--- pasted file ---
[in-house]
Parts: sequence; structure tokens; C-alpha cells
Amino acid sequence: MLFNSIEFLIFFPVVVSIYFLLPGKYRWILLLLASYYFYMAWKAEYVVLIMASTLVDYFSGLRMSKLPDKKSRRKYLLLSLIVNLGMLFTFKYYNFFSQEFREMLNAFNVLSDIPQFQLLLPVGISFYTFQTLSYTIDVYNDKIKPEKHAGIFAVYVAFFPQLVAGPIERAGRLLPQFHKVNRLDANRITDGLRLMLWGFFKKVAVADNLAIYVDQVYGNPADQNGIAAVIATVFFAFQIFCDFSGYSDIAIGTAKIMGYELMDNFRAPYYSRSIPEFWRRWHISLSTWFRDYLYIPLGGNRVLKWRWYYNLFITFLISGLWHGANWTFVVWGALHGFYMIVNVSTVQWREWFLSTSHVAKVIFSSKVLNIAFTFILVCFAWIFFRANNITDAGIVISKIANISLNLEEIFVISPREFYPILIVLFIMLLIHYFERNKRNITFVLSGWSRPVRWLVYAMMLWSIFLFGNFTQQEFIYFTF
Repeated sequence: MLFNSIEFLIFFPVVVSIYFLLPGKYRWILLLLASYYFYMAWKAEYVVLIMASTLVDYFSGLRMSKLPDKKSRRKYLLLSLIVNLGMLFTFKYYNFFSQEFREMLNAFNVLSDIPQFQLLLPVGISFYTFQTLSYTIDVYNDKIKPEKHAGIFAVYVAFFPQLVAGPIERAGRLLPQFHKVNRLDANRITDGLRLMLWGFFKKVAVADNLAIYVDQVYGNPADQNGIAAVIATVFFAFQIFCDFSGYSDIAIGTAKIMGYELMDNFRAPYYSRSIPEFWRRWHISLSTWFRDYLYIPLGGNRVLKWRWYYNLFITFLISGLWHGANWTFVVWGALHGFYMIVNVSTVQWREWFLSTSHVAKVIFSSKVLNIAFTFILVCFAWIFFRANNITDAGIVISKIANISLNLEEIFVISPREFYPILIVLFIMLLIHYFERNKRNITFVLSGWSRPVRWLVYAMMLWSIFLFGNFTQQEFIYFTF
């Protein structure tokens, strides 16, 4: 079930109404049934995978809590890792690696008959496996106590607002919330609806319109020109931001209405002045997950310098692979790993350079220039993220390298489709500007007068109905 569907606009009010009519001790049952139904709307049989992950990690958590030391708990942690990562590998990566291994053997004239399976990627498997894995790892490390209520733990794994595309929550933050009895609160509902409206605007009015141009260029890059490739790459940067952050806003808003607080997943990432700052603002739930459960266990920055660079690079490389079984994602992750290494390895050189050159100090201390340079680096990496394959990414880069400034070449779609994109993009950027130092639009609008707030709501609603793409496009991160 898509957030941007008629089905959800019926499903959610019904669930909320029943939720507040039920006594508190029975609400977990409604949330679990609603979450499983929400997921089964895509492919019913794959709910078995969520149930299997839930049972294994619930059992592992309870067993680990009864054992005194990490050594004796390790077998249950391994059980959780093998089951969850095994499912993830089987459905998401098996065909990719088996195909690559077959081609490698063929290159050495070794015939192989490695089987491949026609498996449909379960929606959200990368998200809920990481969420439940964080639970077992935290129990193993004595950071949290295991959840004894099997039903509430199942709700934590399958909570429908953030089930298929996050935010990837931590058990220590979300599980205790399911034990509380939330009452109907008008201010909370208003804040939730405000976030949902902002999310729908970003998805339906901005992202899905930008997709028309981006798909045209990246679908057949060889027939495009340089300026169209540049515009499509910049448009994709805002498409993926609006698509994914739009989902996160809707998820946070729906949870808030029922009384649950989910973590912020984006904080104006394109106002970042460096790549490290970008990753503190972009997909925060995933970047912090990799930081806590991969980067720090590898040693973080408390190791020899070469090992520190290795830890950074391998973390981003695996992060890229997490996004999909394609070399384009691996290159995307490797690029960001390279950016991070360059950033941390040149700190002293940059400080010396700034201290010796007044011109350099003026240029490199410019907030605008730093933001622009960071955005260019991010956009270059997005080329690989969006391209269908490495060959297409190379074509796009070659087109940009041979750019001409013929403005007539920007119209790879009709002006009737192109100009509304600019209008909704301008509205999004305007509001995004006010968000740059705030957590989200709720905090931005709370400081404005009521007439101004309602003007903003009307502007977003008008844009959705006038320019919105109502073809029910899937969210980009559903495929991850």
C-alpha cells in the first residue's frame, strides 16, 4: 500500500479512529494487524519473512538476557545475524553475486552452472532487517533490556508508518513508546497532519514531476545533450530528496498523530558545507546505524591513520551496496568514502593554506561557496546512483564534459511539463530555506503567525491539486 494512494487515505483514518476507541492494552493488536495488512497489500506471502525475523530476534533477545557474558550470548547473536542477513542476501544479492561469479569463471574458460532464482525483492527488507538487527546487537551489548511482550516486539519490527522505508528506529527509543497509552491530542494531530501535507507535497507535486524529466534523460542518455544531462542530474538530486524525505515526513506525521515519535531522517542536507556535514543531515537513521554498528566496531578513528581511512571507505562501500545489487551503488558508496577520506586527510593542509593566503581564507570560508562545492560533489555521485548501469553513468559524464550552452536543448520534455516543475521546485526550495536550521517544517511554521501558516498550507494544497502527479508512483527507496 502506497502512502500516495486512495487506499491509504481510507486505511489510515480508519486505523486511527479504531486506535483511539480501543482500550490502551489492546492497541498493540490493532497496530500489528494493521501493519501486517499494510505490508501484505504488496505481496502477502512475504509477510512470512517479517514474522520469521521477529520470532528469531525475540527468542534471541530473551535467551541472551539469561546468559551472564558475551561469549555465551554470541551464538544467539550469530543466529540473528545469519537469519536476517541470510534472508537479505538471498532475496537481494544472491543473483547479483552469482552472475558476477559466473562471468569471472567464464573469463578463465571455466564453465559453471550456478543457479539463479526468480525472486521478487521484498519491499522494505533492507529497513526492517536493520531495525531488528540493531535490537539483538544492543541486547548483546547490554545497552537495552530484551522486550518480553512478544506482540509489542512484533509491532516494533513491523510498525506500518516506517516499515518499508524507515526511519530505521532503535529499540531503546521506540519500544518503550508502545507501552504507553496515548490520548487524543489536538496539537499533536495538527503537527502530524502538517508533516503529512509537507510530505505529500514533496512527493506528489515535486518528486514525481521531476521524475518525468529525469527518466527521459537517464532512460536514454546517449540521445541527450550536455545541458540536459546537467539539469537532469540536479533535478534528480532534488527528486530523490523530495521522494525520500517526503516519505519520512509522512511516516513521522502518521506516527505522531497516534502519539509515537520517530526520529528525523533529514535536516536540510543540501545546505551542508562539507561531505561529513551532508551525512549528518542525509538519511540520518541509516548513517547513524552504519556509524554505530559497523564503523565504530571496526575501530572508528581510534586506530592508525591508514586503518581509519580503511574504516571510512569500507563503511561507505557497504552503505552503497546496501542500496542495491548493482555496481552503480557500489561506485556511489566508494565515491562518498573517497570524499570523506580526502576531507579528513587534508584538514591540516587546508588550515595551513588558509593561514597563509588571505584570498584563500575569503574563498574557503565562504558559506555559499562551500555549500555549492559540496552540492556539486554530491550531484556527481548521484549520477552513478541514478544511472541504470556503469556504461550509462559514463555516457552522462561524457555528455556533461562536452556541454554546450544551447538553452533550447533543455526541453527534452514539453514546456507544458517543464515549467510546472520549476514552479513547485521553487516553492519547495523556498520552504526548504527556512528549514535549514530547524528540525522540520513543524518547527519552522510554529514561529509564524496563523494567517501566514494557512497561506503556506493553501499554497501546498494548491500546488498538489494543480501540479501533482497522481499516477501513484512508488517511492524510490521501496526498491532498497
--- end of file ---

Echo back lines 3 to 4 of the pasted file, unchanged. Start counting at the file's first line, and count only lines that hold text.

Amino acid sequence: MLFNSIEFLIFFPVVVSIYFLLPGKYRWILLLLASYYFYMAWKAEYVVLIMASTLVDYFSGLRMSKLPDKKSRRKYLLLSLIVNLGMLFTFKYYNFFSQEFREMLNAFNVLSDIPQFQLLLPVGISFYTFQTLSYTIDVYNDKIKPEKHAGIFAVYVAFFPQLVAGPIERAGRLLPQFHKVNRLDANRITDGLRLMLWGFFKKVAVADNLAIYVDQVYGNPADQNGIAAVIATVFFAFQIFCDFSGYSDIAIGTAKIMGYELMDNFRAPYYSRSIPEFWRRWHISLSTWFRDYLYIPLGGNRVLKWRWYYNLFITFLISGLWHGANWTFVVWGALHGFYMIVNVSTVQWREWFLSTSHVAKVIFSSKVLNIAFTFILVCFAWIFFRANNITDAGIVISKIANISLNLEEIFVISPREFYPILIVLFIMLLIHYFERNKRNITFVLSGWSRPVRWLVYAMMLWSIFLFGNFTQQEFIYFTF
Repeated sequence: MLFNSIEFLIFFPVVVSIYFLLPGKYRWILLLLASYYFYMAWKAEYVVLIMASTLVDYFSGLRMSKLPDKKSRRKYLLLSLIVNLGMLFTFKYYNFFSQEFREMLNAFNVLSDIPQFQLLLPVGISFYTFQTLSYTIDVYNDKIKPEKHAGIFAVYVAFFPQLVAGPIERAGRLLPQFHKVNRLDANRITDGLRLMLWGFFKKVAVADNLAIYVDQVYGNPADQNGIAAVIATVFFAFQIFCDFSGYSDIAIGTAKIMGYELMDNFRAPYYSRSIPEFWRRWHISLSTWFRDYLYIPLGGNRVLKWRWYYNLFITFLISGLWHGANWTFVVWGALHGFYMIVNVSTVQWREWFLSTSHVAKVIFSSKVLNIAFTFILVCFAWIFFRANNITDAGIVISKIANISLNLEEIFVISPREFYPILIVLFIMLLIHYFERNKRNITFVLSGWSRPVRWLVYAMMLWSIFLFGNFTQQEFIYFTF